However, at least in the case of Brent contracts that reflect international trading, underlying price indicators for physical barrels continue to look bullish.

“The steep backwardation in Brent and Dubai curves and the strength in physical differentials globally, particularly for sour crudes, point to one of the tightest physical markets since at least 2011,” said Amrita Sen, chief oil analyst at Energy Aspects Ltd. in London.


2 Comments on "Physical Oil Traders Are Desperate for Crude"

  1. Robert Inget on Sun, 19th May 2019 9:58 am 

    As markets tighten so will pipeline disruptions,
    tanker sabotage, drone attacks, hot wars, of course un-affordable final pump prices.

    The list grows daily; Iran, Venezuela, North Sea,
    Eastern Europe*, including Russia, Libya, Saudi Arabia.
    *(Contaminated crude)

    #1) A pervasive myth, our domestic supply makes US almost ‘energy independent’.
    The US burns up 20 Million Barrels daily.

    IF, if this Wednesday’s EIA report reflects a huge deficit at a time of year that we should be ADDING
    to storage, short sellers will blame anyone but their own poor judgment.

    #2 problem: So called ‘shale’ or ‘tight-oil’ is really
    ‘liquid gas’ to varying degrees and percentages.
    Unsuitable t refine to diesel or jet fuel.

    #3 US energy people, alarmed by Chinese pressure to relieve the US of Canad’s oil sands forcing Canada to enlarge an export pipeline to BC tanker ports, are making counter-moves to
    revive (on an emergency basis) Keystone XL.
    “The Keystone XL Project is a proposed 36-inch-diameter crude oil pipeline, beginning in Hardisty, Alberta, and extending south to Steele City, Nebraska. This pipeline is a critical infrastructure project for the economic strength and energy security of the United States”.

    Up-shot; The US and China will be fighting over
    Canadian oil.

    Canada, in case you’ve forgotten, just got steel and aluminum tariffs removed.
    A move on the part of the Trump Administration to curry favor #1 supplier, #2 supplier, #3 Supplier,

    Canada: US$64.3 billion (39.5% of total US imported crude).

    Saudi Arabia: $21.9 billion (13.4%)
    Mexico: $14.7 billion (9.0%)
    Iraq: $12.1 billion (7.4%)
    Venezuela: $10.6 billion (6.5%)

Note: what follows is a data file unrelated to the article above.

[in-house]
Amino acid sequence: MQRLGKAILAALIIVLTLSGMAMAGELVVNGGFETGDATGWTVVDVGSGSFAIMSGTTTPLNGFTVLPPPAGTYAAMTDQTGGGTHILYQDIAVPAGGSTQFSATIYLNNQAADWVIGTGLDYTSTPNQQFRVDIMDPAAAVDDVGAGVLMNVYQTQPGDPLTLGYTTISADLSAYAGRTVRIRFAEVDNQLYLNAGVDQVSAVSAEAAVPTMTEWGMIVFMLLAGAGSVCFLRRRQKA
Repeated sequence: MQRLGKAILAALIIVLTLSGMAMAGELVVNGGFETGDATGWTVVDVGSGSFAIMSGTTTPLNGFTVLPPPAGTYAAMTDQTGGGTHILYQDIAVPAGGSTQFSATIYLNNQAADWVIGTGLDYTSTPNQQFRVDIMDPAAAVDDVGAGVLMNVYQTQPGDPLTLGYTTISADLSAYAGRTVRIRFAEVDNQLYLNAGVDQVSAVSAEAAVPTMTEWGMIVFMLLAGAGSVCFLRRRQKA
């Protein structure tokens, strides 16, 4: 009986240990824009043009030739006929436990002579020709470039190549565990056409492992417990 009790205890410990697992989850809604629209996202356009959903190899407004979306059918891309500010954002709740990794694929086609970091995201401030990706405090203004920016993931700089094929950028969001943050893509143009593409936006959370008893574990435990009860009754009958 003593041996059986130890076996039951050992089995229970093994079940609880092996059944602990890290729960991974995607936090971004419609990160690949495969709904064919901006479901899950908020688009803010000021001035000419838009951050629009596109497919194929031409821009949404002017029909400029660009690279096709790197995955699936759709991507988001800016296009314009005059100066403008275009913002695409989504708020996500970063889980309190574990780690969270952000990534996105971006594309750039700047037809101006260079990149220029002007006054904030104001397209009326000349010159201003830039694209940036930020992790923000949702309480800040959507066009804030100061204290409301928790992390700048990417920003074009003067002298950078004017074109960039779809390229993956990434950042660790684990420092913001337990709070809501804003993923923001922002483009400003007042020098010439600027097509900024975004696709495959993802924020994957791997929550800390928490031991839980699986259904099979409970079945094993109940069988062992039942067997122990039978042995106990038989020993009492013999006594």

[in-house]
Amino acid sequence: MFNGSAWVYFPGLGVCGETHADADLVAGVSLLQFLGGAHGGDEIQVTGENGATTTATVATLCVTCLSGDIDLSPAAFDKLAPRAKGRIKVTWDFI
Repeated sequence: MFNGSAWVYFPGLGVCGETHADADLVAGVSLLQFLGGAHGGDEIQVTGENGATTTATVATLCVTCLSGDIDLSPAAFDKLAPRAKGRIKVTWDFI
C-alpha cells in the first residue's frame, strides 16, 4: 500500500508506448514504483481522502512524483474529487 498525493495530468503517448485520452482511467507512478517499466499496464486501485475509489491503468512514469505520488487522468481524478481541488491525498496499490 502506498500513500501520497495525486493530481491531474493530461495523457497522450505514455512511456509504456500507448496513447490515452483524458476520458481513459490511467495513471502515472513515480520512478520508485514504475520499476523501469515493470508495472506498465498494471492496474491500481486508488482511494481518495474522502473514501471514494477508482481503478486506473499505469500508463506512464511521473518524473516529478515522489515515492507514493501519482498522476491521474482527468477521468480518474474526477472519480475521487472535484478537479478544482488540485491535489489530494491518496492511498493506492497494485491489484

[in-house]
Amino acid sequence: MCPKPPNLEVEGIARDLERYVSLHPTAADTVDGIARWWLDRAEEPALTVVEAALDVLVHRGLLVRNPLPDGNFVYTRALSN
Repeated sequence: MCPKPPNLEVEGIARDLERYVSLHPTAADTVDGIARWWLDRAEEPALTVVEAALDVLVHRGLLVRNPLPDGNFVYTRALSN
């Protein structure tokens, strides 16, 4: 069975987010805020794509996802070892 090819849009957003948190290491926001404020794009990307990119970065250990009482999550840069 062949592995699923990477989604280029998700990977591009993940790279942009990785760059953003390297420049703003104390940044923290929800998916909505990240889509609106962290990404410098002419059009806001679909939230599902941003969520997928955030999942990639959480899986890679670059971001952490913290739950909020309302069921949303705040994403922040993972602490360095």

Colombia: $6.6 billion (4.0%)
    Nigeria: $5.1 billion (3.1%)
    Ecuador: $4.2 billion (2.6%)
    Brazil: $3.9 billion (2.4%)
    Angola: $2.5 billion (1.5%)
    Algeria: $2.2 billion (1.3%)
    Russia: $2.1 billion (1.3%)
    Kuwait: $1.9 billion (1.1%)
    Norway: $1.7 billion (1.1%)
    United Kingdom: $1.5 billion (0.9%)

    This is last year’s list.
    Remove just Venezuela (6.5%)
    and as you can see, we are already in deep doo.

    Saudi Arabia simply CANNOT (ever again) supply the US with anywhere near 13% of our requirements.
    I don’t really believe KSA’s cutbacks were were by choice. Do you?

    Mexico, once 9%, is currently a Net Importer.
    (from the US)

    Nigeria’s exports are hampered by almost daily
    pipeline cuts. Shell declared FM (force majeure)
    and says it will leave Nigeria.

    As much love Iraq has for America destroying their country, Iraq may still join with Iran in any trade or hot war with the US. Another -7%..

    Angola’s oil is ALL pledged to China for debt servicing. -1.5%

    Ecuador’s imports are secure only because Ecuador uses USD’s as national currency. Ecuador is deeply indebted to China, so that too could change.

    Then there’s music to ears of the Peak Oil gang.
    Norway is getting out of the oil bidness.
    Just Google North Sea production and see why.

    Most imports now coming into the US are from the “Nation of Unknown”. Doubtless, rebranded Iranian crude.

  2. Davy on Sun, 19th May 2019 10:03 am 

    “#1) A pervasive myth, our domestic supply makes US almost ‘energy independent’.
    The US burns up 20 Million Barrels daily.
    IF, if this Wednesday’s”

    Bobby, how much of that is later exported as finished product? Are we being deceptively anti-American again?